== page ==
Sara Routhier, Managing Editor and Outreach Director, has professional experience as an educator, SEO specialist, and content marketer. She has over five years of experience in the insurance industry. As a researcher, data nerd, writer, and editor she strives to curate educational, enlightening articles that provide you with the must-know facts and best-kept secrets within the overwhelming world o...

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Joel Ohman is the CEO of a private equity-backed digital media company. He is a CERTIFIED FINANCIAL PLANNER™, author, angel investor, and serial entrepreneur who loves creating new things, whether books or businesses. He has also previously served as the founder and resident CFP® of a national insurance agency, Real Time Health Quotes. He also has an MBA from the University of South Florida. ...

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Reviewed by Joel Ohman
Founder, CFP®

UPDATED: May 14, 2012

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Tesla Motors, one of the largest beneficiaries of the Department of Energy’s (DOE’s) auto loans, said that it plans to begin repaying the government this year.

Last week, the company revealed more details about the Tesla Model S, an electric sedan that was financed with the DOE’s auto loan. Tesla qualified for $465 million and recently announced that it expects to use the last of that money by the end of the year.

“We are delivering on the milestones, what we’re committed to,” said Tesla’s Chief Financial Officer Deepak Ahuja to Bloomberg. “Once we are delivering customer cars, then that signifies the completion of the project.”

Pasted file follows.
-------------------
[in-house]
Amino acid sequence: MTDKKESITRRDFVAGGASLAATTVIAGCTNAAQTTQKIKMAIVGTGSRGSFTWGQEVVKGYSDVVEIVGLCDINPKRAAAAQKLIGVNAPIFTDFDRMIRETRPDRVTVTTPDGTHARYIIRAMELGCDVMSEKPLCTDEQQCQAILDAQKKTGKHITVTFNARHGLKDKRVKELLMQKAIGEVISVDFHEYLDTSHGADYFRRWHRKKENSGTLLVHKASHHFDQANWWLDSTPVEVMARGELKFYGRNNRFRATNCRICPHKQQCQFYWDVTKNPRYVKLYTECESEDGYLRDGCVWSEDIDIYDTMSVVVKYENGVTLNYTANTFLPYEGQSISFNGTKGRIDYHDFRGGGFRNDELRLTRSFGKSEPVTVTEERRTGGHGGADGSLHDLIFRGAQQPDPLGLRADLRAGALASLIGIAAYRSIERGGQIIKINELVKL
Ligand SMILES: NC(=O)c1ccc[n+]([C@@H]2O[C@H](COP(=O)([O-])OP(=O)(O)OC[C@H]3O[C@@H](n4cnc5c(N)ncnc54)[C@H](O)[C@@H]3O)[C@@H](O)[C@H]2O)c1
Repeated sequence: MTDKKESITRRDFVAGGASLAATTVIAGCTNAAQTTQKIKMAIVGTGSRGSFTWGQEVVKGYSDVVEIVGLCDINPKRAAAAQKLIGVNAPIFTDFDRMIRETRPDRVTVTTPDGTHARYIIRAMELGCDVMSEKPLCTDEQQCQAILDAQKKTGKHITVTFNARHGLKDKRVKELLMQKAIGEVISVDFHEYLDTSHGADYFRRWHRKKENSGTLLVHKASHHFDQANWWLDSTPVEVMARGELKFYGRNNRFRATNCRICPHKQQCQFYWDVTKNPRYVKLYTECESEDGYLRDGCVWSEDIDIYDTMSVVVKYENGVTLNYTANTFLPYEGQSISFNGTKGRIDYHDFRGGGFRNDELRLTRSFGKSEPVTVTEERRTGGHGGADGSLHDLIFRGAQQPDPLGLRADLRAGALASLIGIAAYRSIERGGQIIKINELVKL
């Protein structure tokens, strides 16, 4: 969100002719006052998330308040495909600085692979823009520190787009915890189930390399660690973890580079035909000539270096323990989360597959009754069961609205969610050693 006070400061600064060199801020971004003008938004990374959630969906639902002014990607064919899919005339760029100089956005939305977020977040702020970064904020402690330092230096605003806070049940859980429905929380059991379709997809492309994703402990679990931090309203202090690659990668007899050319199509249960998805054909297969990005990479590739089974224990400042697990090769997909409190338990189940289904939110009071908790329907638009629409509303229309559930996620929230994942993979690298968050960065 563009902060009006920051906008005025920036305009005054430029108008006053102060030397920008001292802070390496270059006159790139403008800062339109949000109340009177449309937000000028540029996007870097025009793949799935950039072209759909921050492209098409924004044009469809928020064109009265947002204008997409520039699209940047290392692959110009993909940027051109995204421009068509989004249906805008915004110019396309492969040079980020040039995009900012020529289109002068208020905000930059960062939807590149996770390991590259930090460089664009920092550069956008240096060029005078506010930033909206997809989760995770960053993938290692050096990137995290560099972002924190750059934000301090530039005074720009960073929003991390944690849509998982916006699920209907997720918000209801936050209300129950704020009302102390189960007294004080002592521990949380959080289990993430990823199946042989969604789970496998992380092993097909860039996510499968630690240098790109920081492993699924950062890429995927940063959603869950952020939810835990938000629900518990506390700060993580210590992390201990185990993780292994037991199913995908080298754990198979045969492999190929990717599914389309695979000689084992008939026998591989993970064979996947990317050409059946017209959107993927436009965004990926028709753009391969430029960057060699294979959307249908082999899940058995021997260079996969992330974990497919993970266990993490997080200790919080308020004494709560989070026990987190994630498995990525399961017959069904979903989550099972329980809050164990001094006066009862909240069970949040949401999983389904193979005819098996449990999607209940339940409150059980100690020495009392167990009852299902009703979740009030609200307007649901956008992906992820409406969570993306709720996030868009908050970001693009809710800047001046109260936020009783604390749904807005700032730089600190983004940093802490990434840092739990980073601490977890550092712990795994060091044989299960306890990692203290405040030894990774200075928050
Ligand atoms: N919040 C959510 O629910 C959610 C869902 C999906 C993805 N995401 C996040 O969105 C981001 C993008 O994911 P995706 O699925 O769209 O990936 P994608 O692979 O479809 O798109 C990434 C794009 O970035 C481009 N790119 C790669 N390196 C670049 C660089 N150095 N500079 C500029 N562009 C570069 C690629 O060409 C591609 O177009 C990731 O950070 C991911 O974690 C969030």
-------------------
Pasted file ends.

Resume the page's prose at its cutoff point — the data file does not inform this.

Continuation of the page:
Tesla plans on delivering the highly anticipated Model S in June of this year. As soon as delivery begins, the company will begin making payments to the DOE.

“We are pleased that Tesla continues to make progress and look forward to working with them as clean, electric vehicles play an important role in our energy future,” said Damien LaVera, a spokesman for the DOE.

The DOE auto loan program that Tesla qualified for has been the source for much debate and harsh criticism.

In February of this year, Fisker Automotive, a manufacturer based in Anaheim, California, was blocked from the DOE’s auto loans after it failed to meet milestones required by the DOE. After being prohibited from using the DOE’s funds, Fisker issued harsh criticism of the government-sponsored program.

Additionally, Republicans in Capital Hill, including Mitt Romney—the current Republican front-runner for this year’s presidential election—have described the DOE auto loans as “crony capitalism,” due to what they feel is a waste of money and resources, according to Bloomberg.

The DOE’s auto loan program was meant to grant money at low interest rates to manufacturers interested in creating fuel efficient vehicles.